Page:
Broken windows – broken society?: AB Public

The riots that hit England’s city and town centres have caused politicians to challenge core assumptions about the nature of modern society. David Cameron asked: “Why? How could this happen on our streets and in our country?”

A policy review launched by the Prime Minister sought to both answer this question and provide solutions through new approaches. This will be challenging, as Cameron himself conceded that the factors varied according to location. In Tottenham, where the first disorder took place, the spark was anger directed at the police, relating to the fatal shooting of Mark Duggan by police as they attempted to take him into custody.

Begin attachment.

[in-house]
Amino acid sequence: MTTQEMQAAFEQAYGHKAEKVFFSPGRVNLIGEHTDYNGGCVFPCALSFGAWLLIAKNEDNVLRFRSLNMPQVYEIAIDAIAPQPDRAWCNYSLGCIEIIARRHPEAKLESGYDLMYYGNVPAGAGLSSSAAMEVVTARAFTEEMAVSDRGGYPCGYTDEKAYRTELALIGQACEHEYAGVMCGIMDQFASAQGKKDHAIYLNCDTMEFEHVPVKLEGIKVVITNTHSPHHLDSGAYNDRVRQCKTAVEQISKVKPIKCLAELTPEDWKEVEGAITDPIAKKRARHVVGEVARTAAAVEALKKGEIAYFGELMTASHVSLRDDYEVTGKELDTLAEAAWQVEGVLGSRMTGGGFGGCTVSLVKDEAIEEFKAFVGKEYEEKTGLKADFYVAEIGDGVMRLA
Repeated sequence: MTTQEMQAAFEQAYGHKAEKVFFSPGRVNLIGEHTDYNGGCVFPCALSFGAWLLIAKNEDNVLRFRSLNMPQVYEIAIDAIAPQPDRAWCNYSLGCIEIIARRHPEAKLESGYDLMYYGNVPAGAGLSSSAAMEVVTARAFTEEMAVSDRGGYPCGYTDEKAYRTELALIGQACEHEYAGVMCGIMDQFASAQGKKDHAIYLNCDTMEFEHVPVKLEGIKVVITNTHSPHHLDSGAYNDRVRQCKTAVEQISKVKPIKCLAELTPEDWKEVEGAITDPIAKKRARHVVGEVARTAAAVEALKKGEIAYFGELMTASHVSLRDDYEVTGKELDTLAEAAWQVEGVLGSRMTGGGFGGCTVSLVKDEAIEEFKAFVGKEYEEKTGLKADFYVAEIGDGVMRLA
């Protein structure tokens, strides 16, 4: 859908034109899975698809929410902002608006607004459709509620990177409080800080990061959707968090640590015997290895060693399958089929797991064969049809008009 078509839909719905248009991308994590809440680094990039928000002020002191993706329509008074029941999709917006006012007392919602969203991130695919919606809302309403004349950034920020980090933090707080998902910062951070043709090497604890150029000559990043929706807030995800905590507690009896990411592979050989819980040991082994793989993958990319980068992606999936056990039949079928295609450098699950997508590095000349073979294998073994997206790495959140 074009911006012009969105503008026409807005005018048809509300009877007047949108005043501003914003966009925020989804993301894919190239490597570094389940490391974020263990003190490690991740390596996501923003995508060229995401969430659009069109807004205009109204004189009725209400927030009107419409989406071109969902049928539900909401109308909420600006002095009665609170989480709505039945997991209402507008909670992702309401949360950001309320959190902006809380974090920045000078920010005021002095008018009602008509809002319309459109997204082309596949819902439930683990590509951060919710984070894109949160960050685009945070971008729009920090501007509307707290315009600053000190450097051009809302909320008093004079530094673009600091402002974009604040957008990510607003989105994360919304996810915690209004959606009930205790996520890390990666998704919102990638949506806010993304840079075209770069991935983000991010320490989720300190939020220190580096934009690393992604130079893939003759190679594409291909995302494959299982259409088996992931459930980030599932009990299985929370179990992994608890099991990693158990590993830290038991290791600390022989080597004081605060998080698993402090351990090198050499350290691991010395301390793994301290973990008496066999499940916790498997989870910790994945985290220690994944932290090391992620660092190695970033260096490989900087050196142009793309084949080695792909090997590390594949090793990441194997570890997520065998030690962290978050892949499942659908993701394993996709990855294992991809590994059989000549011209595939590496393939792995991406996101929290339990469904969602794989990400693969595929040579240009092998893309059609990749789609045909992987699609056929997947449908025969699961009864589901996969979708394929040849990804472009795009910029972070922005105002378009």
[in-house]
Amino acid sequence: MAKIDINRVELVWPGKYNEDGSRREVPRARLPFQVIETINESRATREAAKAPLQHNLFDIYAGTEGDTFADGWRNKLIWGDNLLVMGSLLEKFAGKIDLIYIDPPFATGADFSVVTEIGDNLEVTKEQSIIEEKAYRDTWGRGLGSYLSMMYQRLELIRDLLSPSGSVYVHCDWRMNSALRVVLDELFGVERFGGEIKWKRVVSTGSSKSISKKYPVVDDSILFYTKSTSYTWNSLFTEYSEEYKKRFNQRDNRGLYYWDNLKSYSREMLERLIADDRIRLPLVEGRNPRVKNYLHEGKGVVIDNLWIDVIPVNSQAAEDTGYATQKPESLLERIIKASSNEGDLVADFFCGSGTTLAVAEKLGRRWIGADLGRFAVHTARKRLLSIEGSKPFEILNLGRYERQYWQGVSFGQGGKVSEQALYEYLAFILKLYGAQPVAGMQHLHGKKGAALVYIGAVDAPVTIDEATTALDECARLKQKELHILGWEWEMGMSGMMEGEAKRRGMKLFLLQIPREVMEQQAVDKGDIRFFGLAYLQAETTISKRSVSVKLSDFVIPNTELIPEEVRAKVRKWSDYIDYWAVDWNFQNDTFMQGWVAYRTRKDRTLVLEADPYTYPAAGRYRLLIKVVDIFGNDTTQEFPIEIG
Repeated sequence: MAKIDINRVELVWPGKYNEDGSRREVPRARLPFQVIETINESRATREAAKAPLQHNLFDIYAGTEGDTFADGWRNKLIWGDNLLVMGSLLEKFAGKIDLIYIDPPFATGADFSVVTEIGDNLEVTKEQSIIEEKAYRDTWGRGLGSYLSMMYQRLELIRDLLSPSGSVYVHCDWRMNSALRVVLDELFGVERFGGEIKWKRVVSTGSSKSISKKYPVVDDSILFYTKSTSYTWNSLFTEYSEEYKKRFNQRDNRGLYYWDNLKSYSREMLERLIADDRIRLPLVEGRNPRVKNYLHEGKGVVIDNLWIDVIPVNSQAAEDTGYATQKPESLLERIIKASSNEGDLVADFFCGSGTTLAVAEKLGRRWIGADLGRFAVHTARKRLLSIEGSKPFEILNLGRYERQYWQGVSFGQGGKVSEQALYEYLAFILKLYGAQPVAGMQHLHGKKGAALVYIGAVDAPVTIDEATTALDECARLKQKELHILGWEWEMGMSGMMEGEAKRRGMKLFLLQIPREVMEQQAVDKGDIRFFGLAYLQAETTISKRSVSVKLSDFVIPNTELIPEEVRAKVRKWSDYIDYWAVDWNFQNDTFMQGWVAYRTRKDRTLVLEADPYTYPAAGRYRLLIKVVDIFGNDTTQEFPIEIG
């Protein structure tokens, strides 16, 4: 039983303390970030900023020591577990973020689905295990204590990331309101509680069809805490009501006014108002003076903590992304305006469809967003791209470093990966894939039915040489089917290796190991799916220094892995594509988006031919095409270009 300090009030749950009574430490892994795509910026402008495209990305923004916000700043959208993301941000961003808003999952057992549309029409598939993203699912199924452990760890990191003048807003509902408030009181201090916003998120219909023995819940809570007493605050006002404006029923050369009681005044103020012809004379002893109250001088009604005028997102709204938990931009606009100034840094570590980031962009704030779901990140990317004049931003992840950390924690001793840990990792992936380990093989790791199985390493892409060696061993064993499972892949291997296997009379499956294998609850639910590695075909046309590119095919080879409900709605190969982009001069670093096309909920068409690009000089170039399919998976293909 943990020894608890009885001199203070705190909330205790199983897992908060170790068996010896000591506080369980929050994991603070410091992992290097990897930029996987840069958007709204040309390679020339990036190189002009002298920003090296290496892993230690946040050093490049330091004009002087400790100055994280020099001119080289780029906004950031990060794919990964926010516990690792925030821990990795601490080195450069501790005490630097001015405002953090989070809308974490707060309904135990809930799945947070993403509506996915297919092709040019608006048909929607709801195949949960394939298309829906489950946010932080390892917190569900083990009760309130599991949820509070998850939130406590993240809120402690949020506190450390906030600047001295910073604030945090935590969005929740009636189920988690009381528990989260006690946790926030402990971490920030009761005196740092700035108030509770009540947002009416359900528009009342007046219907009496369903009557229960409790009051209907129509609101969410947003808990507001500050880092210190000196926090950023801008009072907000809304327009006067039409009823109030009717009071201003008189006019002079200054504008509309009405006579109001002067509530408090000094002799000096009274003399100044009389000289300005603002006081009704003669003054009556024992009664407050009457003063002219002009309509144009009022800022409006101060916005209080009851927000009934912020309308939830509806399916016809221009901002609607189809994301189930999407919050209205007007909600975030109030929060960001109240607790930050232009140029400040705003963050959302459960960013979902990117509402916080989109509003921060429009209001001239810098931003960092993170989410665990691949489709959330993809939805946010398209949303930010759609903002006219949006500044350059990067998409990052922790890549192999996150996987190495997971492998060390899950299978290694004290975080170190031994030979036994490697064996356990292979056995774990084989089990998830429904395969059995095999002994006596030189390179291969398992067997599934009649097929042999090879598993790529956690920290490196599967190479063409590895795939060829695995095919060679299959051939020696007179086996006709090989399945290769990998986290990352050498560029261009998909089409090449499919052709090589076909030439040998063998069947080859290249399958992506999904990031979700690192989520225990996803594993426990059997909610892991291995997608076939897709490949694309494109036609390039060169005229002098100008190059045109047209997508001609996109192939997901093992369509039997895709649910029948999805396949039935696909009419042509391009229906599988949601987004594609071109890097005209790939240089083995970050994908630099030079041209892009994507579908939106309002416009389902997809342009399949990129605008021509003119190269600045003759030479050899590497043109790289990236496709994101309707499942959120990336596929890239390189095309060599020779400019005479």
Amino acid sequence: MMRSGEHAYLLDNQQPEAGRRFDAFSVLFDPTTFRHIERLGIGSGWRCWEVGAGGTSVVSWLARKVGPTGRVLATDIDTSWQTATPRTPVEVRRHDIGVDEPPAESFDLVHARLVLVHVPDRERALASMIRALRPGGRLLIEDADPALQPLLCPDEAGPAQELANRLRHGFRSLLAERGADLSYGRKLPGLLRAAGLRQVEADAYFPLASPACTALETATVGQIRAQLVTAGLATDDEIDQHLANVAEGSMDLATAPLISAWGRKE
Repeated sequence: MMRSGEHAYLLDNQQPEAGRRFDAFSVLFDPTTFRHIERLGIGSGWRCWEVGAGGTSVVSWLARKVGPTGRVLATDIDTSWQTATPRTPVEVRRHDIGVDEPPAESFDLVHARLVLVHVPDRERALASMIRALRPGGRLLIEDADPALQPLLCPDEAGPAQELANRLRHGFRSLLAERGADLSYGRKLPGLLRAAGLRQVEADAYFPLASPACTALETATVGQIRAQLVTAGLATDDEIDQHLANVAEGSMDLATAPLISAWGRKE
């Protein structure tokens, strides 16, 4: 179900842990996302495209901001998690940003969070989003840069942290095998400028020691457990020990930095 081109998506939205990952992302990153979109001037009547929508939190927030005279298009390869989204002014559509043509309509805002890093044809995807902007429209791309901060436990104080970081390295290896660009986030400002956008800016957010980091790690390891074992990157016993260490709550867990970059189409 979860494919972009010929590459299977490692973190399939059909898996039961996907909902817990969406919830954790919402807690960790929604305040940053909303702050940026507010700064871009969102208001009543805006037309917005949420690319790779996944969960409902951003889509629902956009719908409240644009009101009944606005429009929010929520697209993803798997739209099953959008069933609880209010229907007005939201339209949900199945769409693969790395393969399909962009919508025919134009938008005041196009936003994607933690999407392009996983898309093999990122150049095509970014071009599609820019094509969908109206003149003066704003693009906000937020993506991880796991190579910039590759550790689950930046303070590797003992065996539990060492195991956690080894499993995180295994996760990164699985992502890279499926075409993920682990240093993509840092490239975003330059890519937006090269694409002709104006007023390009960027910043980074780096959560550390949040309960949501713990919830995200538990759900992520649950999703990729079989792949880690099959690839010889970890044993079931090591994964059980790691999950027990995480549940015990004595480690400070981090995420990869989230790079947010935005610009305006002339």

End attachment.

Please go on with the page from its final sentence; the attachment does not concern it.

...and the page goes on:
Elsewhere, riots were often merely copycat activities, with thieves taking the opportunity to loot shops. But there were also signs of tensions between different racial communities, the exercise of gang power and a clear expression of alienation by groups of angry young men. Issues touched upon by Cameron as needing to be addressed were the absence of father-figures in the lives of many young adolescents; the perceived lack of discipline in schools; unpunished crime; reward without effort; and generally selfish and irresponsible attitudes within society.

The Prime Minister even threw into the mix his contempt for health and safety legislation, which he said undermined people’s ability to act according to common sense and his contempt for the Human Rights Act – which he said he was determined to reform. All these were symptoms, he said, of a ‘broken society’.